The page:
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The Law Practical Explanation and what the Law means to You.

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Presentation on theme: "The Law Practical Explanation and what the Law means to You."— Presentation transcript:

1 The Law Practical Explanation and what the Law means to You

2 Types of Law Common Law Statutory Law Regulations Criminal Law Civil Law

3 Common Law Judge Made Laws Judge Interprets legislation A ruling has set a precedence Similar cases are compared Example of common law Negligence cases

4 Statutory Law Laws established by legislative bodies All areas of government Federal, State, County, City Example of Statutory Law Motor Vehicle Laws Oregon Revised Statutes 820.300-820.380

5 AMBULANCES AND EMERGENCY VEHICLES (Application of Traffic Laws) 820.300 Exemptions from traffic laws. (1) Subject to conditions, limitations, prohibitions and penalties established for emergency vehicle and ambulance drivers under ORS 820.320, the driver of an emergency vehicle or ambulance may do any of the following: (a) Park or stand in disregard of a statute, regulation or ordinance prohibiting that parking or standing. (b) Proceed past a red signal or stop sign. (c) Exceed the designated speed limits. (d) Disregard regulations governing direction of movement or turning in specified directions. (e) Proceed past the flashing bus safety lights without violating ORS 811.155 if the driver first stops the vehicle and then proceeds only when the driver: (A) Determines that no passengers of the bus remain on the roadway; and (B) Proceeds with caution. (2) The provisions of this section: (a) Do not relieve the driver of an emergency vehicle or ambulance from the duty to drive with due regard for the safety of all other persons. (b) Are not a defense to the driver of an emergency vehicle or ambulance in an action brought for criminal negligence or reckless conduct.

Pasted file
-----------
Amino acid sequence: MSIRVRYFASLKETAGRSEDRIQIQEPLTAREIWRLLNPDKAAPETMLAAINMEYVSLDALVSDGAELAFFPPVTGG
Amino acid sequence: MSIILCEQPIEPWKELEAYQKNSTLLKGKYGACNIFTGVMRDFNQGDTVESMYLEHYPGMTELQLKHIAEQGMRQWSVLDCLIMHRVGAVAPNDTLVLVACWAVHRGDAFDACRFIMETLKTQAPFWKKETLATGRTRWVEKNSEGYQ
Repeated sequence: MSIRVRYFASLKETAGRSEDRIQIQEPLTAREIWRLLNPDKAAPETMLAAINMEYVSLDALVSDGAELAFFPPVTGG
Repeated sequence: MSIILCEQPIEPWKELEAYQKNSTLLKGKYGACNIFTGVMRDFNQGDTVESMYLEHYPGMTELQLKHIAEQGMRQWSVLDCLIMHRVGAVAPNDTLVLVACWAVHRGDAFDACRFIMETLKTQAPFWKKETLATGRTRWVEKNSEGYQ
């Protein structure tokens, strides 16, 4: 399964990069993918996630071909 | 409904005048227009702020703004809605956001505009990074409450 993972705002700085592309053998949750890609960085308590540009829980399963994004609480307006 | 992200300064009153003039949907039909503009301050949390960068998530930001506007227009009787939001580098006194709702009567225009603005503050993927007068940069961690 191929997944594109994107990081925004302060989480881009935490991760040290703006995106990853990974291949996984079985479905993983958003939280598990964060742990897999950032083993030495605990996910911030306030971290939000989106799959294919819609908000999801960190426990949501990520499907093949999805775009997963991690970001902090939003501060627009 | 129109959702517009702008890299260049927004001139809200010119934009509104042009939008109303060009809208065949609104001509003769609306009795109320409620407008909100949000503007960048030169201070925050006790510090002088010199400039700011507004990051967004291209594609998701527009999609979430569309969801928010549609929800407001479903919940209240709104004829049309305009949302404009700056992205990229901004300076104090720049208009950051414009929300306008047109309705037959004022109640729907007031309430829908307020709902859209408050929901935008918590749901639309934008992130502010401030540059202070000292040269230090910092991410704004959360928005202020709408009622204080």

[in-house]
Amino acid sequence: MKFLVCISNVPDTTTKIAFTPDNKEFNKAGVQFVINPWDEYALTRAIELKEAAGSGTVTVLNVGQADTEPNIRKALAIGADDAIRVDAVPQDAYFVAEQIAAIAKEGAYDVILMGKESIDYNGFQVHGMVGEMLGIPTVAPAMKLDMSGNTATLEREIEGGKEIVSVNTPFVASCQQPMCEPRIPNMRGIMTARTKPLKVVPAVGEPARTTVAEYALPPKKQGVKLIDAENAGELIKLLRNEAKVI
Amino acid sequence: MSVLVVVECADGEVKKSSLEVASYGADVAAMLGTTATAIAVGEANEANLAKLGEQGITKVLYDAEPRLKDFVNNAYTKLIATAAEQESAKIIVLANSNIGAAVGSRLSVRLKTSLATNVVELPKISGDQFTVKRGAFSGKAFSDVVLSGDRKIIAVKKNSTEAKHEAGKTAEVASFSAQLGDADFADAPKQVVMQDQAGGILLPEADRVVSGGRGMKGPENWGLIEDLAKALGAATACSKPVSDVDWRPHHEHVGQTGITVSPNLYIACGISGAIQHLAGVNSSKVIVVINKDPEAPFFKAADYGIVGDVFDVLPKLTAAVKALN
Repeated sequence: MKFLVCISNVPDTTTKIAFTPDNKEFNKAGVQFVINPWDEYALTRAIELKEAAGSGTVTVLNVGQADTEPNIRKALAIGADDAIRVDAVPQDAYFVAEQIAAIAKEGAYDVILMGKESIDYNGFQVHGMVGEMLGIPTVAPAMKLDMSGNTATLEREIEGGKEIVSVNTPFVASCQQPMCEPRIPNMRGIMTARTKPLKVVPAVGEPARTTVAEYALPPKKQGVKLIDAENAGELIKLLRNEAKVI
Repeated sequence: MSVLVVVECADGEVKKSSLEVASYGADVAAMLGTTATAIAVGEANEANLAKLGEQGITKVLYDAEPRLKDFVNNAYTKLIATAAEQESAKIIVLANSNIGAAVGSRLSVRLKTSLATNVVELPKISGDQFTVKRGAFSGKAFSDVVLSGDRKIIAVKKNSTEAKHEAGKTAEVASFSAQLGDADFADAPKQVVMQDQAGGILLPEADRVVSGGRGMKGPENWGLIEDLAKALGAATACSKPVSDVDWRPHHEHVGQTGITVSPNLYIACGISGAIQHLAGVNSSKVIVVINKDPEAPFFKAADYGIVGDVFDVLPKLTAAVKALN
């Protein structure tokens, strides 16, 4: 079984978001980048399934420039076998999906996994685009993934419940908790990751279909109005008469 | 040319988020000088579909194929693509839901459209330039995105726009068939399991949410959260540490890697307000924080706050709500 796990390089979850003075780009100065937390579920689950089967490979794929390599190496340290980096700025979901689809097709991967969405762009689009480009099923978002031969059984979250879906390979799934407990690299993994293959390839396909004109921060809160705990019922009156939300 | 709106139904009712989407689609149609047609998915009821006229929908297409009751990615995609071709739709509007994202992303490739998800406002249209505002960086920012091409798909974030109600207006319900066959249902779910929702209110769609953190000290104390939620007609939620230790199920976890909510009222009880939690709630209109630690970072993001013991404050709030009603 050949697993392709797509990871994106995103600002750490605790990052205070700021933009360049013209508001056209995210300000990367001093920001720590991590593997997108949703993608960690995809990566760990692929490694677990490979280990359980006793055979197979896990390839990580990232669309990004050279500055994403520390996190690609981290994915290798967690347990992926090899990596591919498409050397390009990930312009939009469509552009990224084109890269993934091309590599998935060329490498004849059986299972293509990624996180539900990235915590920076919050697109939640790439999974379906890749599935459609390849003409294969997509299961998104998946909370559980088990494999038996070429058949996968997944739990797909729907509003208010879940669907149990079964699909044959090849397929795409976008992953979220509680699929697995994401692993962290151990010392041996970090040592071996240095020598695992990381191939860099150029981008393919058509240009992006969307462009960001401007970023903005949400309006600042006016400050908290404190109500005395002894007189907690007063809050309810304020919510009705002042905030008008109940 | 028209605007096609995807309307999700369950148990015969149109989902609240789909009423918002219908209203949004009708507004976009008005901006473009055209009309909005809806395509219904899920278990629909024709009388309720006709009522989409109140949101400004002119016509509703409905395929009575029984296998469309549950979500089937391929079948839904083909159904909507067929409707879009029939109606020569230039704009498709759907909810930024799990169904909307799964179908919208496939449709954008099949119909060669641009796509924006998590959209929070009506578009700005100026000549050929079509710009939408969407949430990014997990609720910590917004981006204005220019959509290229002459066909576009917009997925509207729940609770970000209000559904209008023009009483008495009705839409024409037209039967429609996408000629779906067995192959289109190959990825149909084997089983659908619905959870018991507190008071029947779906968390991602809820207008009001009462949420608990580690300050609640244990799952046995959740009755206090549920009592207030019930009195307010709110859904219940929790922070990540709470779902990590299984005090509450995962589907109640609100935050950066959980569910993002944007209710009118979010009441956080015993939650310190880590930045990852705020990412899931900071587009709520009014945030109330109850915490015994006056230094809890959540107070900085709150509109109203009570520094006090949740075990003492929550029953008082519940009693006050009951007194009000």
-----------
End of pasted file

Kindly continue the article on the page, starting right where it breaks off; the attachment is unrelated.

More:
6 Regulations Administrative Agencies directed by Legislature to make rules Rules to regulate daily activities and functions Interpret legislated statutes Example: Oregon Administrative Rules 333-255-0060 through 333-255-0093

7 333-255-0000 Definitions (1) "Ambulance" means any privately or publicly owned motor vehicle, aircraft, or marine craft operated by a Division-licensed ambulance service that is regularly provided or offered to be provided for the emergency and non-emergency transportation of persons suffering from illness, injury, or disability. (2) "Ambulance Service" means any individual, partnership, corporation, association, governmental agency, or other entity that holds a Division-issued ambulance service license to provide emergency and non-emergency care and transportation to sick, injured or disabled persons. (3) "Division" means the Health Division of the Department of Human Services and its authorized representatives. (4) "Emergency Care" means the performance of acts or procedures under emergency conditions in the observation, care and counsel of the ill, injured or disabled; in the administration of care or medications as prescribed by a licensed physician, insofar as any of these acts is based upon knowledge and application of the principles of biological, physical and social science as required by a completed course utilizing an approved curriculum in prehospital emergency care. However, "emergency care" does not include acts of medical diagnosis or prescription of therapeutic or corrective measures. DIVISION 255 AMBULANCE LICENSING